Published online by Cambridge University Press: 03 October 2017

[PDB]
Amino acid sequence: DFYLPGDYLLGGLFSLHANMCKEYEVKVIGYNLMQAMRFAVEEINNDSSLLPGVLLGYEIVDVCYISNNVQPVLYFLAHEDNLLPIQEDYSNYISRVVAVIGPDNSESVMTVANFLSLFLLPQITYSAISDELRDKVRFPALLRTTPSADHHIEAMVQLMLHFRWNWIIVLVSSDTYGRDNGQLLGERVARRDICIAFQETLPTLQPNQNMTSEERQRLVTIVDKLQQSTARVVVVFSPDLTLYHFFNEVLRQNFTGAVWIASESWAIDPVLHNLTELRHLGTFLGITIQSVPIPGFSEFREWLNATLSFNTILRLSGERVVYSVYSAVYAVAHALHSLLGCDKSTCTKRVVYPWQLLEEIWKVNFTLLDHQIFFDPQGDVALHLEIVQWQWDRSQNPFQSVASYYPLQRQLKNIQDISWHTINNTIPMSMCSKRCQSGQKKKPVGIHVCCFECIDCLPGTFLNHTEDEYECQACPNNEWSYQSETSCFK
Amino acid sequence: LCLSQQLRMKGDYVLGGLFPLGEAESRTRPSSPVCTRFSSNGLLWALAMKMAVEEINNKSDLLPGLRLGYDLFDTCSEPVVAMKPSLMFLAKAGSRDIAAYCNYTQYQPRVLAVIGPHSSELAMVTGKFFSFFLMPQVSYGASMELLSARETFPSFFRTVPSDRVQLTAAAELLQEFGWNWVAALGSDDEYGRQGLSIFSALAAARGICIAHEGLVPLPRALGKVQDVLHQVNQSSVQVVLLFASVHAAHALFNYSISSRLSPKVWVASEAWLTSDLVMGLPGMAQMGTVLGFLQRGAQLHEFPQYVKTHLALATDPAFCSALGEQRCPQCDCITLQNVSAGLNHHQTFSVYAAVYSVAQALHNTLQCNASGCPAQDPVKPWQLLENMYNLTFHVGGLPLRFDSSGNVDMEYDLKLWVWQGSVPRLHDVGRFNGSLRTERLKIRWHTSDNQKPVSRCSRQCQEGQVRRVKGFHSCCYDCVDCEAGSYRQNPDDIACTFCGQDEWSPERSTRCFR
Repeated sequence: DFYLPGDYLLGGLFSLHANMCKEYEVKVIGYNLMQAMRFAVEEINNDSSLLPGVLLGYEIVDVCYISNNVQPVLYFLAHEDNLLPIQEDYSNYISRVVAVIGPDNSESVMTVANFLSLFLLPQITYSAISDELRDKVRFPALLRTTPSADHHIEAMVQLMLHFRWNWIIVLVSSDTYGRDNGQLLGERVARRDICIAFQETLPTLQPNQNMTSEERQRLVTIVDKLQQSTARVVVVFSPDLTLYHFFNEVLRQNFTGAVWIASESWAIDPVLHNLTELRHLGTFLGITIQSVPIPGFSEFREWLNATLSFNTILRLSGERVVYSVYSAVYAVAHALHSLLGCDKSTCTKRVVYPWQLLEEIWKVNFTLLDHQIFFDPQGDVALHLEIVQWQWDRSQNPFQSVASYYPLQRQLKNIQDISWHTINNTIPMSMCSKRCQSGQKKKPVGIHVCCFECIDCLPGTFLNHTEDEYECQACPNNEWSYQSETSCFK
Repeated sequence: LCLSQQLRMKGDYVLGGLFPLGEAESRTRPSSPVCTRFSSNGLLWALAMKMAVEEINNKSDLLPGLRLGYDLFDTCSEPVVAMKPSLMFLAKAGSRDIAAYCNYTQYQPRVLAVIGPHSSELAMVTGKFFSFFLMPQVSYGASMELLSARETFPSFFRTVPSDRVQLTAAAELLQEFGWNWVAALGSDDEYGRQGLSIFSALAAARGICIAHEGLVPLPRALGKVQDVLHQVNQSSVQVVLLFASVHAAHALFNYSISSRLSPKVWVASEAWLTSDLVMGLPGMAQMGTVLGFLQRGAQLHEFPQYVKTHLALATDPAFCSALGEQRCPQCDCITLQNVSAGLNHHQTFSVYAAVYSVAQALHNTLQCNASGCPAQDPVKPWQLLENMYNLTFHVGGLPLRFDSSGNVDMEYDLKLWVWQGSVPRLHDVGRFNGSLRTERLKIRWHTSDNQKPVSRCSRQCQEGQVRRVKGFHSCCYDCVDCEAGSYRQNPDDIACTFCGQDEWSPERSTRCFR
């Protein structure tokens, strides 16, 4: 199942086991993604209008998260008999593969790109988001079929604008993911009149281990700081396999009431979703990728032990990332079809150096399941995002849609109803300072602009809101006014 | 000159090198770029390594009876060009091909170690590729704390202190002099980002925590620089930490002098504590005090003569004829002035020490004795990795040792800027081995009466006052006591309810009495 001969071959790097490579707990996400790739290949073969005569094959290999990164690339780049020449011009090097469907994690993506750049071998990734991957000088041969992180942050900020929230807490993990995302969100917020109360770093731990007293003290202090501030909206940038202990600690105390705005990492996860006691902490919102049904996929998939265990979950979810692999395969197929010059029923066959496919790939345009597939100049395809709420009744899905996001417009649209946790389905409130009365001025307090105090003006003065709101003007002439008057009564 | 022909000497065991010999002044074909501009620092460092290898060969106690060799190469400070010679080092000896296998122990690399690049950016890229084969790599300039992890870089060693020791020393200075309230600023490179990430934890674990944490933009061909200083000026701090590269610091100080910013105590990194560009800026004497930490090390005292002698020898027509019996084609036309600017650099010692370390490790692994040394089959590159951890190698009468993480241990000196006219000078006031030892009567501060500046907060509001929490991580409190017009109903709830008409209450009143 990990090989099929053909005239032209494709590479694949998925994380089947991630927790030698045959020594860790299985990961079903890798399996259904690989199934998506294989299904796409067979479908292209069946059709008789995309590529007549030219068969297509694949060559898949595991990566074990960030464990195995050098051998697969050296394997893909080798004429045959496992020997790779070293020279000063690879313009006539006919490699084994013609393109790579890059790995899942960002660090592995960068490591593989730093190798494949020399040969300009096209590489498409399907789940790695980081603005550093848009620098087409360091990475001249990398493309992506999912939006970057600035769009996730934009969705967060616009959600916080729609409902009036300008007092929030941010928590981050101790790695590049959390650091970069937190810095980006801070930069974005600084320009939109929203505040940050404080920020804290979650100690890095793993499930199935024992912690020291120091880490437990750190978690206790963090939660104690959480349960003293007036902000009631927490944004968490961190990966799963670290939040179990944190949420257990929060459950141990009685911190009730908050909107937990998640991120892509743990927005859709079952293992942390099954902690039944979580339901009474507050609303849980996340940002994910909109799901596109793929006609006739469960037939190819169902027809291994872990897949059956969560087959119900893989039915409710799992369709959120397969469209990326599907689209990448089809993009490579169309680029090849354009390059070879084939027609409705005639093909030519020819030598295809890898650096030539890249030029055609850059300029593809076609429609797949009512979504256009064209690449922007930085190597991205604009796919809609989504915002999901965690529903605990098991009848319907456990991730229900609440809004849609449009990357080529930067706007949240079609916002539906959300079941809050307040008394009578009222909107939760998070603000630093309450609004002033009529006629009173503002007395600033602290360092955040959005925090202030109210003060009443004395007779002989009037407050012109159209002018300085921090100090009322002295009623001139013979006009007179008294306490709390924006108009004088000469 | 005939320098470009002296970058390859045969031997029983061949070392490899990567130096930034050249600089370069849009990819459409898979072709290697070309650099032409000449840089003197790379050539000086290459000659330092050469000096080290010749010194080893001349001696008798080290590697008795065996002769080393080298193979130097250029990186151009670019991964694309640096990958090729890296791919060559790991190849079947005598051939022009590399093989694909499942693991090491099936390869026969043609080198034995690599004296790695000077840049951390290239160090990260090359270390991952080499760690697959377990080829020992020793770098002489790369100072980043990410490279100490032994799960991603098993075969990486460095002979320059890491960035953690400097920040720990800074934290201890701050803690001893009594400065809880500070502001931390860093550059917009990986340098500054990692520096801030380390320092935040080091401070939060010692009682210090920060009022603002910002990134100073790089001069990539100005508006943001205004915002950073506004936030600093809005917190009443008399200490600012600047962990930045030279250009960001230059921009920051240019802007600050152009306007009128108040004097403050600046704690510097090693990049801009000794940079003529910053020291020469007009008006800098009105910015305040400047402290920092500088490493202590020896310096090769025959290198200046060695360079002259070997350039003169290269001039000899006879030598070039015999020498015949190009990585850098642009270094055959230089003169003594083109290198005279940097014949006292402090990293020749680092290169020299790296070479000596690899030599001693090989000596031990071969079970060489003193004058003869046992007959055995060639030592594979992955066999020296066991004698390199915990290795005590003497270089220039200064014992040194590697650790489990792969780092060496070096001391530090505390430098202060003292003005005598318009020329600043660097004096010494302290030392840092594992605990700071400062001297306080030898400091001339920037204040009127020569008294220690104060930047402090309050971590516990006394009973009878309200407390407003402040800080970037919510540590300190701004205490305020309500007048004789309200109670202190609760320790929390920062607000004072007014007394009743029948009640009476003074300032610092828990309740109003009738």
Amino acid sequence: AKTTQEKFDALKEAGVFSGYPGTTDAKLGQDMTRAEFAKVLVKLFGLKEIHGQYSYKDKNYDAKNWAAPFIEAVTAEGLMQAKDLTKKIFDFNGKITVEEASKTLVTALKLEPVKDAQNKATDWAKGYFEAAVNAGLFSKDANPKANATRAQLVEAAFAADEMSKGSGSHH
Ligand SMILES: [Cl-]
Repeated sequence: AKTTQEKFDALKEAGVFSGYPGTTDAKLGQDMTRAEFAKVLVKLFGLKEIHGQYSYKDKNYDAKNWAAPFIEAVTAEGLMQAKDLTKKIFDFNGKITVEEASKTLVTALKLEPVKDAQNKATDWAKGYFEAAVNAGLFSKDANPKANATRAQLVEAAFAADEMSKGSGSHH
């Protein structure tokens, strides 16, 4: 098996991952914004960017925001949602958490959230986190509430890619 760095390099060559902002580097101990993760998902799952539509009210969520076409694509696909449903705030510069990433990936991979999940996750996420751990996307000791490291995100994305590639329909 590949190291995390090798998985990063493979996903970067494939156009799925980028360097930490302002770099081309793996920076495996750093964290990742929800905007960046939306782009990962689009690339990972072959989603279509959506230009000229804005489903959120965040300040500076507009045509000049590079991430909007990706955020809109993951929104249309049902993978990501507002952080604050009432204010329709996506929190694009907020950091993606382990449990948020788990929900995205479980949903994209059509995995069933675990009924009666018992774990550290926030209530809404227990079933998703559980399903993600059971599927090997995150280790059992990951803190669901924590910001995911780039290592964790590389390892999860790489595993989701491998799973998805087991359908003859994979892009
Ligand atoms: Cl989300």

Later life care practices are closely entangled with the ideals of independence and dependence. Based on an interpretive analysis of qualitative interviews with 34 people aged 65–100 receiving home care in Ontario, Canada, this article explores older people's subjective interpretations of caring for themselves (i.e. independence) and receiving support from others (i.e. dependence). Findings suggest that individuals construct subjective meanings of independence in relation to their changing physical capacities, and in the context of their relationships with family members, friends and formal care providers. First, participants considered their care activities to be a way of maintaining independence when they undertook certain practices with the intention of staving off dependency and future decline. Second, when they accepted assistance, many engaged in care relations that allowed them to preserve an independent identity in the face of limits to physical self-sufficiency. Third, participants reached the limits of independence when they lacked adequate assistance, and were unable to care for themselves in desirable ways. Findings illustrate how objective circumstances related to social and financial resources as well as access to formal services shape subjective interpretations, allowing some older people to hold on to independent identities while exacerbating feelings of dependency among others.